What might be the name of such a support group? Perennially Lost Anonymous?
It might not exist. Since future members couldn’t find the meeting location, organizers cancelled the meeting, assuming lack of interest. If they knew those of us who were directionally challenged, they would have made a bigger sign – sent out turn by turn directions. Okay, given us a tracking device – which is likely step one of the program.
Anyway, I had grand illusions of strolling through the art galleries in Munich while my husband worked. What else was there to do? I tried shopping, but I wasn’t really in the mood. *gasp*
I had a map. Alas, it didn’t have my actual destination on it, but how hard can it really be to locate an enormous art museum situated on a major thoroughfare?
Don’t answer that.
The disorientation came when I went below the ground. Riding the underground train, I slipped into the city, disembarking at the stop the travel guide recommended (did I mention that I didn’t bring the travel guide? I didn’t want the extra weight in my backback *pounds forehead with meat of her hand*).
Every underground station has a minimum of two exits. Which one should I take?
I decided to follow the mothers with elementary-aged children. They were going somewhere educational like a museum, right?
In the light of day again, I noticed a square with important looking buildings. These Greek temple-like buildings housed art exhibits of the Greek and Roman gods. They were very interesting. Too bad the tour groups weren’t conducted in English.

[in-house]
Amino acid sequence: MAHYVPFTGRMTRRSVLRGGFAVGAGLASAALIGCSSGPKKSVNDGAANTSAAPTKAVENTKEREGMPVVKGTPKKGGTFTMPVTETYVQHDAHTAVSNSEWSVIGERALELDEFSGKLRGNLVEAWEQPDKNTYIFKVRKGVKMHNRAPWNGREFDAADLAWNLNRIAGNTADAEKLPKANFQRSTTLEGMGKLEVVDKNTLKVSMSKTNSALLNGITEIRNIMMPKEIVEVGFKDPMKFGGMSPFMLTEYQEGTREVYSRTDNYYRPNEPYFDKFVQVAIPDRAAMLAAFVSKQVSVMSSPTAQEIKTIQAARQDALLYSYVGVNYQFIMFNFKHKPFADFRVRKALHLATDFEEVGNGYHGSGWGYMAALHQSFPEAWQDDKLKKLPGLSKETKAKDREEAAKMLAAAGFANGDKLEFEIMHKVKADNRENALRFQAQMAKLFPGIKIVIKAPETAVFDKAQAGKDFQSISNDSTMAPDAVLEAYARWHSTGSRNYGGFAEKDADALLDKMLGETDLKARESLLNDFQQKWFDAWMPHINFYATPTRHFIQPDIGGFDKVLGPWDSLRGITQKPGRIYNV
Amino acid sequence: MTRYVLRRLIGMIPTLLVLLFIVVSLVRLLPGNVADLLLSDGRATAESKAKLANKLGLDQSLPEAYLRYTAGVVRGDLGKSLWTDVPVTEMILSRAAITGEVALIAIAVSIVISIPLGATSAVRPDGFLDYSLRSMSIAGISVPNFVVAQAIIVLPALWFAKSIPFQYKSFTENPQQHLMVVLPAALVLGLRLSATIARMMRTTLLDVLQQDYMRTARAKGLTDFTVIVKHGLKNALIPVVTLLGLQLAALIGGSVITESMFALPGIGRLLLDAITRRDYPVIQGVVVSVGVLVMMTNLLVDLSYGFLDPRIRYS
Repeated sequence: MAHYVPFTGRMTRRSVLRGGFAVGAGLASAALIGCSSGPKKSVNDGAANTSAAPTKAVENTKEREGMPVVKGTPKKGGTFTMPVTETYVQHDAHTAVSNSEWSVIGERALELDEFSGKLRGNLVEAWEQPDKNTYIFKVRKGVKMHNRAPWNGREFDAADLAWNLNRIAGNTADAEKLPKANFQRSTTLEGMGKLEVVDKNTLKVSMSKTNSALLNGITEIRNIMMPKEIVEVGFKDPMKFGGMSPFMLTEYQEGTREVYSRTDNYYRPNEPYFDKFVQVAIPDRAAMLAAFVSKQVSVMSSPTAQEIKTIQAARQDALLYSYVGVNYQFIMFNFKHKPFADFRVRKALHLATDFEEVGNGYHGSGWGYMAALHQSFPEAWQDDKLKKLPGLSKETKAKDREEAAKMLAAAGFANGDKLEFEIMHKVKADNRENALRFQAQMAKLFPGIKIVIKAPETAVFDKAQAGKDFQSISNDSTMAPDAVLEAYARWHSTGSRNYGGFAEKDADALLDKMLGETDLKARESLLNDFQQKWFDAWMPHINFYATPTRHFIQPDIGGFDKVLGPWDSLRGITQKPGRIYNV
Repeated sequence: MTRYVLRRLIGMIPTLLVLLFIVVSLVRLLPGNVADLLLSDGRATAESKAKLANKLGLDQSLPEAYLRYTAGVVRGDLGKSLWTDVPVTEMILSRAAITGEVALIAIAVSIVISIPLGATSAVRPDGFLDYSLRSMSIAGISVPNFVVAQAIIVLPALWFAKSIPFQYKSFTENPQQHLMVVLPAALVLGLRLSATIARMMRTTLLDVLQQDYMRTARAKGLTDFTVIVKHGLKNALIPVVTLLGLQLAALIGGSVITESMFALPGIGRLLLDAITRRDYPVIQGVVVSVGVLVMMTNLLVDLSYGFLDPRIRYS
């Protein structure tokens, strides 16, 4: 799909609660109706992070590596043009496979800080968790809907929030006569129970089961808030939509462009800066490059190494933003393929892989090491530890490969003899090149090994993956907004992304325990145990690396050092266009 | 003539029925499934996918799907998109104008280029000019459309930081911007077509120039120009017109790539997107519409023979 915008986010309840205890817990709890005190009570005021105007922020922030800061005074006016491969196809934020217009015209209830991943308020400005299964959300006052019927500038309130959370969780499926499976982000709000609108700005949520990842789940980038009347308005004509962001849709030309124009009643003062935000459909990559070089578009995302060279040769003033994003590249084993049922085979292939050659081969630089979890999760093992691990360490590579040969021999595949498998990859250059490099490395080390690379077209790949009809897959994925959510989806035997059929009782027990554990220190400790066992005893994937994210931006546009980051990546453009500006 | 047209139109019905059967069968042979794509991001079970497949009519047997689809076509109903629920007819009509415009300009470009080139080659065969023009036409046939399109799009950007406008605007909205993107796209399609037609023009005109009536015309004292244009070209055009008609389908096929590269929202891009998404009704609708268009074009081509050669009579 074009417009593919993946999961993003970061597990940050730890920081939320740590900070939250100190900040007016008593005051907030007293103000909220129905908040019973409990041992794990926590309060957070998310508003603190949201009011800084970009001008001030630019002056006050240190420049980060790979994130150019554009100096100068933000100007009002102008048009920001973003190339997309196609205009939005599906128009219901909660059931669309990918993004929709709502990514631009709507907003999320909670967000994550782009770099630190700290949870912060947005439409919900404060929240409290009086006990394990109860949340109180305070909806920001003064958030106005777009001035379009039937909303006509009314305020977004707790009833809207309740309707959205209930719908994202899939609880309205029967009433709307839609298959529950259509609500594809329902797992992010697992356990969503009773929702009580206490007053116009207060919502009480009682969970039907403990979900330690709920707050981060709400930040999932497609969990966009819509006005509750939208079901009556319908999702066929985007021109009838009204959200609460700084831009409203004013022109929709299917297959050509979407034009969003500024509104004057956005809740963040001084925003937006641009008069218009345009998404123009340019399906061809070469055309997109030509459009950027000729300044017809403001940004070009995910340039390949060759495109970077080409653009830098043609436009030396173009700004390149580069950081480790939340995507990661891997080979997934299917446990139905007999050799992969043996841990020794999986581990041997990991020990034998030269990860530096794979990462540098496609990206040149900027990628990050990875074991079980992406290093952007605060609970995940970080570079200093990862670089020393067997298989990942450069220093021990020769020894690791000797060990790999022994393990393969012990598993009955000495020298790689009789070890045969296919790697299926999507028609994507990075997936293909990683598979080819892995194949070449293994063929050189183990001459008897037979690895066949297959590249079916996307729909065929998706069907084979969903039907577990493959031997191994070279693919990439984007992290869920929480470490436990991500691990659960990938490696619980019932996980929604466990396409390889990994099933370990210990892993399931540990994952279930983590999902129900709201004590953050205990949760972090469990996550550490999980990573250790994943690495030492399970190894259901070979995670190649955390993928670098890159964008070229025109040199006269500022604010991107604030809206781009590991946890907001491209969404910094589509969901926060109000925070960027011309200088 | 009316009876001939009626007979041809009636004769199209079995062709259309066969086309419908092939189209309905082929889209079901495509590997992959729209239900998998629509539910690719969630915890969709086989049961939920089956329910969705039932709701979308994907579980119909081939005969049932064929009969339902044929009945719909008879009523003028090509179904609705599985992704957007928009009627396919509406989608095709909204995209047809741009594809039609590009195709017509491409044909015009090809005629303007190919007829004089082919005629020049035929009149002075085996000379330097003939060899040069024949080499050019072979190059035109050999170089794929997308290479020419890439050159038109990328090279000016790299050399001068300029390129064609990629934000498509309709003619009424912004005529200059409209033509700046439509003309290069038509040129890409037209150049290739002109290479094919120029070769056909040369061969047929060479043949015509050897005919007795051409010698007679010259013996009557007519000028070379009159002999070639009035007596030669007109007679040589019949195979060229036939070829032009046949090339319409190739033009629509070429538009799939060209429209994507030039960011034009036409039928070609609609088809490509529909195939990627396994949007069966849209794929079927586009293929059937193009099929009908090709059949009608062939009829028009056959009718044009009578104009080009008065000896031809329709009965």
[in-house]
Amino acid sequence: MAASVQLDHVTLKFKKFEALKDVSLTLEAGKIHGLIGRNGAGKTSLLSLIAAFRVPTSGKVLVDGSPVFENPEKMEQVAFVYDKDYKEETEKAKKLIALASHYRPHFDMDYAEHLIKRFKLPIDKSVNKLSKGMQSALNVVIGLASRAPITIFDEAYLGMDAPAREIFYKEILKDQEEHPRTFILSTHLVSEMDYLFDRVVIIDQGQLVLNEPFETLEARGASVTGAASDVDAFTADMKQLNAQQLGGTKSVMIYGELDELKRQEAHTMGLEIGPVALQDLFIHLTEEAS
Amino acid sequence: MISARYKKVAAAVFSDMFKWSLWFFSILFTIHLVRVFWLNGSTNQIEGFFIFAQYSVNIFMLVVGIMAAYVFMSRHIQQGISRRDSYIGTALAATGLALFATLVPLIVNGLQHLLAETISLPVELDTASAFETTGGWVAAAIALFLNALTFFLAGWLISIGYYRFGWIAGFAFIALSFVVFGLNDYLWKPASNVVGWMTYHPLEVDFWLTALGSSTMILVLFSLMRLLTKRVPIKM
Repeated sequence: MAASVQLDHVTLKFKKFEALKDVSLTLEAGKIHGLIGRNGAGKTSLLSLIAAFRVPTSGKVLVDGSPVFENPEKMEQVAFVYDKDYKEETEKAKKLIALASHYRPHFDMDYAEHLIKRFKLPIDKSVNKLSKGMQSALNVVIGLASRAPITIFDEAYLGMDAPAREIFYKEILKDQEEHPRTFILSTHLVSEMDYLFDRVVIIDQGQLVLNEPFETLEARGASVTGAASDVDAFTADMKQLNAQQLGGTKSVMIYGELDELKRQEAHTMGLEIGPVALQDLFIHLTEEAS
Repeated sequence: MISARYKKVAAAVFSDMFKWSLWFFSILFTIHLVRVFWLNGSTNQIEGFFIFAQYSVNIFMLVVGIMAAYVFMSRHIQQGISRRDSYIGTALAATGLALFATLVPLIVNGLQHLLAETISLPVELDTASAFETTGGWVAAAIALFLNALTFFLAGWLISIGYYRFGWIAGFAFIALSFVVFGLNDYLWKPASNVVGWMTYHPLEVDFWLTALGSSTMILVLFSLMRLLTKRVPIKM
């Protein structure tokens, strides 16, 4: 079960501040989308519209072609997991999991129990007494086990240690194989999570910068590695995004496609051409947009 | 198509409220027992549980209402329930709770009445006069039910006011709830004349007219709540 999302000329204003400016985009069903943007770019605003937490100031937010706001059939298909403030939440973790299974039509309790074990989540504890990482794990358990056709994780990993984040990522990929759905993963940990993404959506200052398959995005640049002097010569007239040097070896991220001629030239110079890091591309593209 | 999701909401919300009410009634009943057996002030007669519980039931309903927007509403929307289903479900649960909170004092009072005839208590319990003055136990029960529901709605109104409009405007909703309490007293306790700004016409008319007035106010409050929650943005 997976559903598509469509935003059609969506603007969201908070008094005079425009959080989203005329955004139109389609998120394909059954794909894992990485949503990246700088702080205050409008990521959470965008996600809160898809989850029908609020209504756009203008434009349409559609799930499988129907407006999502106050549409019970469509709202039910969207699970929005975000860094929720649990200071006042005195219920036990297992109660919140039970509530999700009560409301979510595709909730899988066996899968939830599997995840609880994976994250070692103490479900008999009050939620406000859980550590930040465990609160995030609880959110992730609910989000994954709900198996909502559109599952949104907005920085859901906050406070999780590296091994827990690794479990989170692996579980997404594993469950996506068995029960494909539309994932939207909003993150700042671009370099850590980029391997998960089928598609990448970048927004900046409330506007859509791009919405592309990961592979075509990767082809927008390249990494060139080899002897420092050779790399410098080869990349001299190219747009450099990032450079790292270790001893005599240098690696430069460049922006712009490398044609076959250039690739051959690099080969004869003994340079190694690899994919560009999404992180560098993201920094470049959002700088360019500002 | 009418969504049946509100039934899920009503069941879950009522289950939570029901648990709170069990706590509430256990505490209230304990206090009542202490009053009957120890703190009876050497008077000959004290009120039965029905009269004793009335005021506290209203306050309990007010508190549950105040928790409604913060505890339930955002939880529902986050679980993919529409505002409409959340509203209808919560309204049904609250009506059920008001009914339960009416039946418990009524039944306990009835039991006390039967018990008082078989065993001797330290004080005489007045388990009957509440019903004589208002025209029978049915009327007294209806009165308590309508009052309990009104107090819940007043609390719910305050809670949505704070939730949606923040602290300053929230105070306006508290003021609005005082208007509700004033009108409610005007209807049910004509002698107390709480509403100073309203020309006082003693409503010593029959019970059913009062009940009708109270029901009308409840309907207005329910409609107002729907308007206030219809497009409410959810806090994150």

I wandered from room-to-room. A few of the largest signs actually had English translations. I purchased the two-museum ticket, so I hot-footed it in the rain across the street to another imposing structure. (Maybe this is right since the guide said a two-museum ticket was available).
My stomach announced readiness for lunch. Time to go find some food.
Nothing. I walked to an obelisk (which saved me later), snapped some photos and chose another street. Walking down it, even in the rain, posed no disappointment. After all, this was an old country and every building had an architectural personality all its own.
The rain continued. My stomach resented the lack of food.
Some restaurants don’t take credit or debit cards either. My Euros are few since the museum didn’t refused credit cards, too. Many people don’t speak English. (I’m not surprised or offended. After all, I don’t speak German).
More steps. Raindrops mock me. I pass a U sign, but it isn’t a station on the line that will take me back to the hotel. My food-deprived brain spins, but can’t make a decision. The next stop should be better.
The next stop is not on the map I have. How can it not be on the map of the public transportation system?
Couples and families pass me, heading somewhere. Smiling, talking, hiding beneath their umbrellas.
I turn around. Please, God, just help me get to that U station and find the right train.
Three hours after my debacle began (when I left the museum in search of sustenance), the train slid into the station that was right outside our hotel. All I wanted to do was collapse on the hard bed (perfect for my husband) and cry. I’m such a loser.
My pride suffered a huge blow. Envisioning myself footloose and independent, I marched forward with head held high. Even after the mistaken museums, I imagined discovering my intended destinations.
Stumbling, bumbling, mumbling, this non-navigator realizes my independence is a liability when I’m in a strange city where I can’t read the signs or communicate with the passersby.
If you know of a place where directionally challenged people can get the help they need, I’m willing to join the support group.
Make sure you send me turn-by-turn directions (audio, with a warning signal if I deviate from the allotted path would be best).